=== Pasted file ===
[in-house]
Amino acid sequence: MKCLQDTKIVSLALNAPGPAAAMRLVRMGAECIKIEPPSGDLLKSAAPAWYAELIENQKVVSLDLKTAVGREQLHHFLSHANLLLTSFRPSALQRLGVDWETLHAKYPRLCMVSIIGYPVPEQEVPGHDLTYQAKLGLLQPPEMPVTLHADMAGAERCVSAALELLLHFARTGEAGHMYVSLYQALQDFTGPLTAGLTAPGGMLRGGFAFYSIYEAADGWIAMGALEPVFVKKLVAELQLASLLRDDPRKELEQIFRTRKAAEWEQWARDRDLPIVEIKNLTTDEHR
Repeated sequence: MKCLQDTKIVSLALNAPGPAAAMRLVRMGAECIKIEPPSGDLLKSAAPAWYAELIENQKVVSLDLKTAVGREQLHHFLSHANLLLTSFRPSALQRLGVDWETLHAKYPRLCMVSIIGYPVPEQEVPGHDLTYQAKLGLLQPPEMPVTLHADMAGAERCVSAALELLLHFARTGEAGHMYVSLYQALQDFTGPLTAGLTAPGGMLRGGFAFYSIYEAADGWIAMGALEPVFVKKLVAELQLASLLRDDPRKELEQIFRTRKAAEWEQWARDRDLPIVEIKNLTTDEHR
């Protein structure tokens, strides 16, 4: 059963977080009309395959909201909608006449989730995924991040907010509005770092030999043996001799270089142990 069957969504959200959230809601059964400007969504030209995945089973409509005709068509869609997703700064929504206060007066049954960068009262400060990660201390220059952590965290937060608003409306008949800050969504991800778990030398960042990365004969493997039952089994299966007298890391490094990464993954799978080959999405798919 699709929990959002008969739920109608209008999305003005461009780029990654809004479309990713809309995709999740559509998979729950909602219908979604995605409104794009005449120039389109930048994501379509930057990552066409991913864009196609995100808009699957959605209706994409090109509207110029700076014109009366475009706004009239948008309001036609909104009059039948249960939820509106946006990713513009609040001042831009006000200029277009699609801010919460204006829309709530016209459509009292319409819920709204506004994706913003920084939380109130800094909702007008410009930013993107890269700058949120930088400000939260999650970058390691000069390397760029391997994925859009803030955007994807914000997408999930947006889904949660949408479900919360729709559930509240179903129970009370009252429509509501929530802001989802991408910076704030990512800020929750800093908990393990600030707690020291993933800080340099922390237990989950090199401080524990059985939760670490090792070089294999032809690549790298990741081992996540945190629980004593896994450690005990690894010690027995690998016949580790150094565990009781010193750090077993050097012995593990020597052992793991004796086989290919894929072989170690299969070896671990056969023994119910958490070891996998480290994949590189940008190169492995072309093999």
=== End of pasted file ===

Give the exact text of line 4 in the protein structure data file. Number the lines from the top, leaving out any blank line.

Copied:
């Protein structure tokens, strides 16, 4: 059963977080009309395959909201909608006449989730995924991040907010509005770092030999043996001799270089142990 069957969504959200959230809601059964400007969504030209995945089973409509005709068509869609997703700064929504206060007066049954960068009262400060990660201390220059952590965290937060608003409306008949800050969504991800778990030398960042990365004969493997039952089994299966007298890391490094990464993954799978080959999405798919 699709929990959002008969739920109608209008999305003005461009780029990654809004479309990713809309995709999740559509998979729950909602219908979604995605409104794009005449120039389109930048994501379509930057990552066409991913864009196609995100808009699957959605209706994409090109509207110029700076014109009366475009706004009239948008309001036609909104009059039948249960939820509106946006990713513009609040001042831009006000200029277009699609801010919460204006829309709530016209459509009292319409819920709204506004994706913003920084939380109130800094909702007008410009930013993107890269700058949120930088400000939260999650970058390691000069390397760029391997994925859009803030955007994807914000997408999930947006889904949660949408479900919360729709559930509240179903129970009370009252429509509501929530802001989802991408910076704030990512800020929750800093908990393990600030707690020291993933800080340099922390237990989950090199401080524990059985939760670490090792070089294999032809690549790298990741081992996540945190629980004593896994450690005990690894010690027995690998016949580790150094565990009781010193750090077993050097012995593990020597052992793991004796086989290919894929072989170690299969070896671990056969023994119910958490070891996998480290994949590189940008190169492995072309093999």